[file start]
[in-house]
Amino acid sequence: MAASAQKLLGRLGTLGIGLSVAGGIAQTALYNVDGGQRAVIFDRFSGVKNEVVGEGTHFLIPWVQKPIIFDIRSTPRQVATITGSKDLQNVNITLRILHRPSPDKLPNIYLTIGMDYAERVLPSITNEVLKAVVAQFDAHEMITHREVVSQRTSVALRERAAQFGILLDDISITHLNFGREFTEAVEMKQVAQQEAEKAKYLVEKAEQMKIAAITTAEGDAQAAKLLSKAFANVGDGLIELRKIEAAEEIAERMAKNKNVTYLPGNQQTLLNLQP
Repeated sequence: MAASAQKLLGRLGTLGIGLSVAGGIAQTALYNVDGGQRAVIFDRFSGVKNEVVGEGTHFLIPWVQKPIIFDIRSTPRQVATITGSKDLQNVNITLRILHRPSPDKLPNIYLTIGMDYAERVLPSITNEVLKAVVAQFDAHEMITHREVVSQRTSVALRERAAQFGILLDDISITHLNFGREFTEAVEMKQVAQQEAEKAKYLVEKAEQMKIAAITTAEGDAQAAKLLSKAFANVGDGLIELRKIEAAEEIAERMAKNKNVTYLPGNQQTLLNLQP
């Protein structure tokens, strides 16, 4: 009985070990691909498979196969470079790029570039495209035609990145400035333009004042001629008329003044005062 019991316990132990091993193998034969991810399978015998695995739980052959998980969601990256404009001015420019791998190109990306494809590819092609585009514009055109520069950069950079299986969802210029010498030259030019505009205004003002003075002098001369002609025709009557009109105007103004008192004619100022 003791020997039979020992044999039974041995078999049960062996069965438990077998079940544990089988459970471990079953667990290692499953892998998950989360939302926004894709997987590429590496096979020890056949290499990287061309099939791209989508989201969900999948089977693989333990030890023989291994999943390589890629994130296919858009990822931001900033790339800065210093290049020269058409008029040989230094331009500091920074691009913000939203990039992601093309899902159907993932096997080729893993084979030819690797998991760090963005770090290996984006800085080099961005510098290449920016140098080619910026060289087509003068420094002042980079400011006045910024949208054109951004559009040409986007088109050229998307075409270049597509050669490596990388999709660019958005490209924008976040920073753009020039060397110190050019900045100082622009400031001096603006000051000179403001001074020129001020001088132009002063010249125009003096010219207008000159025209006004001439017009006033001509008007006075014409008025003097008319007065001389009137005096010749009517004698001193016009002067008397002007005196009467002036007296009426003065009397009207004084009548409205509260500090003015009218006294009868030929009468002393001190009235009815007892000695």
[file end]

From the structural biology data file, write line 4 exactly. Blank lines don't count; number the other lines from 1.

């Protein structure tokens, strides 16, 4: 009985070990691909498979196969470079790029570039495209035609990145400035333009004042001629008329003044005062 019991316990132990091993193998034969991810399978015998695995739980052959998980969601990256404009001015420019791998190109990306494809590819092609585009514009055109520069950069950079299986969802210029010498030259030019505009205004003002003075002098001369002609025709009557009109105007103004008192004619100022 003791020997039979020992044999039974041995078999049960062996069965438990077998079940544990089988459970471990079953667990290692499953892998998950989360939302926004894709997987590429590496096979020890056949290499990287061309099939791209989508989201969900999948089977693989333990030890023989291994999943390589890629994130296919858009990822931001900033790339800065210093290049020269058409008029040989230094331009500091920074691009913000939203990039992601093309899902159907993932096997080729893993084979030819690797998991760090963005770090290996984006800085080099961005510098290449920016140098080619910026060289087509003068420094002042980079400011006045910024949208054109951004559009040409986007088109050229998307075409270049597509050669490596990388999709660019958005490209924008976040920073753009020039060397110190050019900045100082622009400031001096603006000051000179403001001074020129001020001088132009002063010249125009003096010219207008000159025209006004001439017009006033001509008007006075014409008025003097008319007065001389009137005096010749009517004698001193016009002067008397002007005196009467002036007296009426003065009397009207004084009548409205509260500090003015009218006294009868030929009468002393001190009235009815007892000695």